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Messages - Cain

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Principia Discussion / Re: Link to the PD?
« on: June 26, 2009, 03:28:54 pm »
I'm not gone for good, just not drunk thread-making anymore.

Not... drunk?

I think you may be missing the point of the Internet.

yeah, i see what you mean. fuck it, i don't mind getting belittled on the internet. and this shit makes me laugh, anyway. cheers, y'all.


Everyone needs to keep Googling "is michael jackson dead?" on Google.  Its already triggered their DOS attack defence system, due to the volume of searches.  Today could be the day we take down Google!

« on: June 26, 2009, 01:48:11 pm »

A British man who has accused the government of collusion in his alleged torture in Bangladesh has spoken for the first time.

Jamil Rahman, who is suing the Home office, says he believes MI5 were responsible for his arrest in 2005.

He claims Bangladeshi officers beat him and threatened to rape his wife if he did not confess to being a terrorist.

The BBC cannot verify the claims; the Home Office says it will respond with vigour to any action Mr Rahman brings.

The British government says it does not condone torture or its use abroad.

In his first interview since launching a legal action against the government, Mr Rahman told the BBC that he was arrested in Bangladesh in December 2005 by the DGFI intelligence agency.

The former civil servant from south Wales had emigrated earlier that year to marry.

Mr Rahman said he believed that two MI5 officers directed his arrest and were aware that he was subsequently subjected to physical and mental abuse.

He was initially held for three weeks before being released. His alleged mistreatment continued at sporadic interviews for another two years.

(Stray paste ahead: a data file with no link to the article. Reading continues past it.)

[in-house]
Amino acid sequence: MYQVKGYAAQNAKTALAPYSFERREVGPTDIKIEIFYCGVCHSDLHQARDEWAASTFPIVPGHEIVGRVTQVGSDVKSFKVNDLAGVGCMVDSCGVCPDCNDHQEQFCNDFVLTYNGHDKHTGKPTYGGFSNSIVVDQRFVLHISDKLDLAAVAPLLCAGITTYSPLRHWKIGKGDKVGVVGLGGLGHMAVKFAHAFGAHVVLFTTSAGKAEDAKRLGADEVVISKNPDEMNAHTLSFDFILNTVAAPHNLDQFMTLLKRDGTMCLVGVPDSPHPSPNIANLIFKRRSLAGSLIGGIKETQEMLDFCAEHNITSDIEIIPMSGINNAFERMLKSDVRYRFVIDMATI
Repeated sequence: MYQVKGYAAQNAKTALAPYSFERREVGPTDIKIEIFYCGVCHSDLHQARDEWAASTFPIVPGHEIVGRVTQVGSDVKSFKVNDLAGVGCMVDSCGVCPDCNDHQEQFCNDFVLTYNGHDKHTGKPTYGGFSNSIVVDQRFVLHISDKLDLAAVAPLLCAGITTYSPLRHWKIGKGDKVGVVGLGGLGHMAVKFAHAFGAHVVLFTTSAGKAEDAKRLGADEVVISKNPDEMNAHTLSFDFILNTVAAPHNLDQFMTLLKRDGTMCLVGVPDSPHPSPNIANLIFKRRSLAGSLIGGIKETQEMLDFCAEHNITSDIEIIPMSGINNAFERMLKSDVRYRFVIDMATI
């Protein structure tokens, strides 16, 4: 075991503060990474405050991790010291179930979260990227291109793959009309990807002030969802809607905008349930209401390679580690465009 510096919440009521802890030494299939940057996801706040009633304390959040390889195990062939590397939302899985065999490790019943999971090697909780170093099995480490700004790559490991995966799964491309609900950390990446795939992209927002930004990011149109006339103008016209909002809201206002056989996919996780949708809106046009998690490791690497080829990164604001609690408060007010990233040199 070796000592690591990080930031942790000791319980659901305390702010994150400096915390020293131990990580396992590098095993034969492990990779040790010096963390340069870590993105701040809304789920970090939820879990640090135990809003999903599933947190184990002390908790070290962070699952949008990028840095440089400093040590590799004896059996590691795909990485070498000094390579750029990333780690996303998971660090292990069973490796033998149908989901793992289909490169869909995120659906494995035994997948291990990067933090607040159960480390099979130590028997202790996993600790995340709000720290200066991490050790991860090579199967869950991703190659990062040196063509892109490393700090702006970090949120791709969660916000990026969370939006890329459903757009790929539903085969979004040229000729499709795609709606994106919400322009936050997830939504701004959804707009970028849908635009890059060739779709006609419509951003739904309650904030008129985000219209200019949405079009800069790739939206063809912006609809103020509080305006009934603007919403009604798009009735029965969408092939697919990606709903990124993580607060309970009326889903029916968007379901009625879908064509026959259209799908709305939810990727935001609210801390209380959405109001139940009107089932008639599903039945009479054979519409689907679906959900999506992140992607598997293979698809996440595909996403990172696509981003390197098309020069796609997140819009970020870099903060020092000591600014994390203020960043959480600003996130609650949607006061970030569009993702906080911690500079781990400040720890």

Speaking for the first time about the alleged abuse, Mr Rahman said that Bangladeshi officers assaulted him after he was taken to an interrogation centre.

“They stripped me naked and said that if I didn’t say what they wanted me to say, they would rape me and my wife and burn her and other family members.

“They told me to say I was al-Qaeda and the organiser of the 7/7 [London suicide] bombings.”

The 31-year-old told the BBC that two British men would question him separately. He later concluded they were the same balaclava-wearing men to whom Bangladeshi officers turned to for orders during his arrest.

“The first time [they interviewed me] they tried to be friendly, they came in trying to show they were my friends, calm and relaxed, nothing wrong. I tried to demonstrate my innocence – I thought this is wrong, because they were British I might get some justice.

“But they just said ‘they had not done a good job on you’ we need a ten minute break. The DGFI guys would take me to a room and beat me.”

Surveillance pictures

Mr Rahman says that he was questioned about bomb plots and shown scores of surveillance pictures taken in the UK.

“They were questioning me on the July 7 bombings, showing me pictures of the bombers. I didn’t even know who they were. They showed me hundreds of pictures. Black, white, Chinese, bearded non-bearded, woman, man, young and old. Every time, they came for a new session, same pictures with new ones.

“They showed me maps, terrains of Bangladesh, Pakistan, Afghanistan, UK, they asked me to draw things out and write names next to pictures.

“The main thing they wanted me to be is a witness against another British man in Bangladesh. They pressured me so much to be a witness against this guy in court.

“They threatened my family. [The MI5 officers] they go to me: ‘In the UK, gas leaks happen, if your family house had a gas leak and everyone got burnt, there’s no problems, we can do that easily.

“It was all to do with the British,” he said. “Even the Bengali intelligence officer told me that they didn’t know anything about me, that they were only doing this for the British.”

Mr Rahman admits that he attended meetings in the UK of the radical Islamist group, al-Muhajiroun, but that he rejected their ideology before his emigration for marriage.

In a statement, the Home Office said it would respond vigorously to any action that Mr Rahman brings.